The Beauty of Beginner’s Mind

The wisdom of uncertainty frees us from what Buddhist psychology calls the thicket of views and opinions. “Seeing misery in those who cling to views, a wise person should not adopt any of them. A wise person does not by opinions become arrogant. How could anyone bother those who are free, who do not grasp at any views? But those who grasp after views and opinions wander about the world annoying people.” I like to think that the Buddha said this last sentence with a laugh. Ajahn Chah used to shake his head and smile, “You have so many opinions. And you suffer so much from them. Why not let them go?”

Freedom from views is like a cleaning of the glass, a breath of fresh air. Zen master Shunryu Suzuki calls this open-mindedness “beginner’s mind.” Listen to Rachel Carson, the great naturalist, as she evokes it: “A child’s world is fresh and new and beautiful, full of wonder and excitement. It is our misfortune that for most of us that clear-eyed vision, that true instinct for what is beautiful and awe-inspiring, is dimmed and even lost before we reach adulthood. If I had influence with the good fairy who is supposed to preside over all children, I should ask that her gift to each child in the world be a sense of wonder so indestructible that it would last throughout life.”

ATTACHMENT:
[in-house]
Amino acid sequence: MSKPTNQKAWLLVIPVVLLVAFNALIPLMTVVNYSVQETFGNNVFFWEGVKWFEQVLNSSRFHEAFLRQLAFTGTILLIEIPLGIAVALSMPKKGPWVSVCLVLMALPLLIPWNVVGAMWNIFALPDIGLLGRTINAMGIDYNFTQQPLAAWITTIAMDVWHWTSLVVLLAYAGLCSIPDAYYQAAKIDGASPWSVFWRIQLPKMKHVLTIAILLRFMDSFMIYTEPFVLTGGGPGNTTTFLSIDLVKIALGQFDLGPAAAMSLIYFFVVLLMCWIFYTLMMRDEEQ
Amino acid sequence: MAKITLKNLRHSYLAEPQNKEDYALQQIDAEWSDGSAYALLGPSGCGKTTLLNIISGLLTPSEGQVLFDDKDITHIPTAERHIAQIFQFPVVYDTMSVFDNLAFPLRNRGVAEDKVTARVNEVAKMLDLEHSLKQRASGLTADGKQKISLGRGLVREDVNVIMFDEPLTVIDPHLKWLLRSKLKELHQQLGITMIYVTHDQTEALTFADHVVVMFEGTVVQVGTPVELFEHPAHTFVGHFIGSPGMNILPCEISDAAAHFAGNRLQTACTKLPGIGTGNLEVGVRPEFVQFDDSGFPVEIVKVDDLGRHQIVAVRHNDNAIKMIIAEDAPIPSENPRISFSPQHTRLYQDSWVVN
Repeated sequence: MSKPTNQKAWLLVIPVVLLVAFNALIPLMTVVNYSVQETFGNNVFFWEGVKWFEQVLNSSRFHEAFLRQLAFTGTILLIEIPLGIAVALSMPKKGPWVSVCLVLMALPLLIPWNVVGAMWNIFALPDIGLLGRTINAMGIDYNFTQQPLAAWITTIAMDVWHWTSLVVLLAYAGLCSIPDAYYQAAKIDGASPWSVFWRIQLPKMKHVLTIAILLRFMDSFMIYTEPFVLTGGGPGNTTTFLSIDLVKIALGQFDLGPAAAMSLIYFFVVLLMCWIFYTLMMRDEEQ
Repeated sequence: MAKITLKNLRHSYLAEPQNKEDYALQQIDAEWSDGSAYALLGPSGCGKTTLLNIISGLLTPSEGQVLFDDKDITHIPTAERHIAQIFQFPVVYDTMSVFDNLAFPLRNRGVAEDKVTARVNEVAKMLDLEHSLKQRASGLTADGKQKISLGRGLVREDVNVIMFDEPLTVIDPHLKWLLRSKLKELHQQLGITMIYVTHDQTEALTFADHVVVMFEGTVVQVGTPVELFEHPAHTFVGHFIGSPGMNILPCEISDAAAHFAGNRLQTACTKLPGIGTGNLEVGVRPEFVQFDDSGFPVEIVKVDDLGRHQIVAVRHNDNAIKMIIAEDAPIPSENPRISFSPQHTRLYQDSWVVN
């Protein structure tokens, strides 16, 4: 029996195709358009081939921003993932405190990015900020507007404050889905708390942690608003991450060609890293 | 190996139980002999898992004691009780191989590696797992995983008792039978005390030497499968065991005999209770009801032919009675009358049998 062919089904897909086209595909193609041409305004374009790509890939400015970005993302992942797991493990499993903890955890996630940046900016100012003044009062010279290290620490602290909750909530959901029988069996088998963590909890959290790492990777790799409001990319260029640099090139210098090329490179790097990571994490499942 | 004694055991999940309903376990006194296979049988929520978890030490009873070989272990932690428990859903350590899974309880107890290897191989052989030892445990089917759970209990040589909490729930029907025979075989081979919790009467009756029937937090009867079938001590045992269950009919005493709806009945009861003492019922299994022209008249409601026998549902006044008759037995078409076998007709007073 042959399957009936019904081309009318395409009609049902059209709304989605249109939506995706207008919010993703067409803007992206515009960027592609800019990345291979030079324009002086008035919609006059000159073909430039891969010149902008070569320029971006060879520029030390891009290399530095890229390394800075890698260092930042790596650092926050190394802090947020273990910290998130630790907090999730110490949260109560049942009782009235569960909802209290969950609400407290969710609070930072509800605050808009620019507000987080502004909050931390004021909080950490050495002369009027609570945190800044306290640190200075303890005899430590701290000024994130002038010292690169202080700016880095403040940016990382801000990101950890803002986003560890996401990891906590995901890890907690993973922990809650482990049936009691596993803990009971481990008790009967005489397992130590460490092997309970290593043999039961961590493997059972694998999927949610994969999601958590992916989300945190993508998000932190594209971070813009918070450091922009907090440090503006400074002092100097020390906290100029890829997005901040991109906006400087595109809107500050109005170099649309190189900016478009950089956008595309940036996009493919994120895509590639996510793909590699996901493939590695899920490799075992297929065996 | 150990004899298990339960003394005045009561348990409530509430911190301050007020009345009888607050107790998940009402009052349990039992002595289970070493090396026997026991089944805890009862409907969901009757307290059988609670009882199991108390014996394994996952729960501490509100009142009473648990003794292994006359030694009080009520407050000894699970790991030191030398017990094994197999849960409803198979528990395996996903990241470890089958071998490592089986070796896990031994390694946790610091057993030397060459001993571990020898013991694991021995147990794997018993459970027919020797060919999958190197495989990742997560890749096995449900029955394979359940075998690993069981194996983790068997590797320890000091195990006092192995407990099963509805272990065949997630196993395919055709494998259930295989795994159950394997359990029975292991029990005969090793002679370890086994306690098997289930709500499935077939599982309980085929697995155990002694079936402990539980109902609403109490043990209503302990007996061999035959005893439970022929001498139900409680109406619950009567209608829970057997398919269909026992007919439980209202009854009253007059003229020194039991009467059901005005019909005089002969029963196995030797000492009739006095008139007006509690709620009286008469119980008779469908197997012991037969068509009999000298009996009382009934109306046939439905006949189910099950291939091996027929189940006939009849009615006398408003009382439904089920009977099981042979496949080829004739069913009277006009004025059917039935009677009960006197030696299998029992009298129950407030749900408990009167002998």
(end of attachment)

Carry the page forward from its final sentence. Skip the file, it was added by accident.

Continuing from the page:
When we are free from views, we are willing to learn. What we know for sure in this great turning universe is actually very limited. Seung Sahn, a Korean Zen master, tells us to value this “don’t know mind.” He would ask his students questions such as “What is love? What is consciousness? Where did your life come from? What is going to happen tomorrow?” Each time, the students would answer, “I don’t know.” “Good,” Seung Sahn replied. “Keep this ‘don’t know mind.’ It is an open mind, a clear mind.”

In close relationships, if we rely on assumptions, we lose our freshness. Whether as parents or lovers, what we see about those close to us is only a small part of their mystery. In many ways we don’t really know them at all. Through beginner’s mind we learn to see one another mindfully, free from views. Without views, we listen more deeply and see more clearly. “For there are moments,” says Rilke, “when something new has entered into us, something unknown; our feelings grow mute in shy perplexity, everything in us withdraws, a stillness comes, and the new, which no one knows, stands in the midst of it and is silent.”

To learn more, visit Practice: Don’t Know Mind

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